Lazy eye, or amblyopia, is a reasonably common disorder affecting around two or three percent of children that can lead to serious loss of vision in the long term. The two most common methods of early treatment are eye patches and eye drops, but both require a disciplined approach and are uncomfortable in their own ways. Researchers have now developed electronic glasses that can be programmed to automatically build the brain's reliance on the weaker eye, with the initial trials suggesting they might be as effective as traditional methods of treatment.
Amblyopia comes about when the nerve pathways between the brain and eye don't develop as normal in early childhood, leading the sufferer to favor one eye over the other. Over time, the weaker eye will start to wander and the brain can even eventually come to ignore its signals completely.
Sick of Ads?
More than 700 New Atlas Plus subscribers read our newsletter and website without ads.
Join them for just US$19 a year.More Information
It is important to treat the condition early while the eyes and brain are still developing, so as to limit the risk of blindness later in life. As it stands, this means focusing on blocking vision in the child's stronger eye, forcing them to use the weaker eye instead and build up its vision. This treatment is delivered by either applying an eye patch for a number of hours each day or eye drops that blur vision in the stronger eye, though purpose-made video games have also shown recent promise as a way to tackle the condition.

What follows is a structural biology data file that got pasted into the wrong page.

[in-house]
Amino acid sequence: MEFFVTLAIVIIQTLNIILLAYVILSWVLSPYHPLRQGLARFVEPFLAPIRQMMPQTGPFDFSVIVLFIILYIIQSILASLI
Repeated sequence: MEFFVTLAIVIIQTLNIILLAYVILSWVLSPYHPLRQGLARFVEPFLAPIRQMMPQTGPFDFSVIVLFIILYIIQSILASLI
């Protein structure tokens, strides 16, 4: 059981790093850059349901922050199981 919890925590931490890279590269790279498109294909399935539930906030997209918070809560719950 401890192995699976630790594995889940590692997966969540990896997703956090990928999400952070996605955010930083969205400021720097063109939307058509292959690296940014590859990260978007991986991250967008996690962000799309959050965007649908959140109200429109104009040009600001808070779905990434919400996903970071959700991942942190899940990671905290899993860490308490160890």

The Amblyz electronic glasses work on a similar principle to the conventional approach. Fitted with LCD lenses and a rechargeable lithium battery, they can be configured to block out vision in either eye for pre-determined periods of time, which means they can be programmed to automatically fill the requirements of a prescription.
Thirty-three subjects with lazy eye aged between three and eight took part in the first US trial of the device. All wore glasses to correct their vision, and one group was made to wear the Amblyz glasses for four hours each day while the other group wore a patch for two hours each day. For those wearing the Amblyz glasses, the lens covering the stronger eye went from clear to opaque every 30 seconds. Three months later, both groups had gained two more lines on a reading chart, suggesting both treatments brought about the same level of improvement to their vision.
The results of the study are being presented at the annual meeting of the American Academy of Ophthalmology in Las Vegas this week. The US Food and Drug Administration has already approved the Amblyz glasses as a medical device and they are available from eye care professionals in the US for around US$450.View gallery - 2 images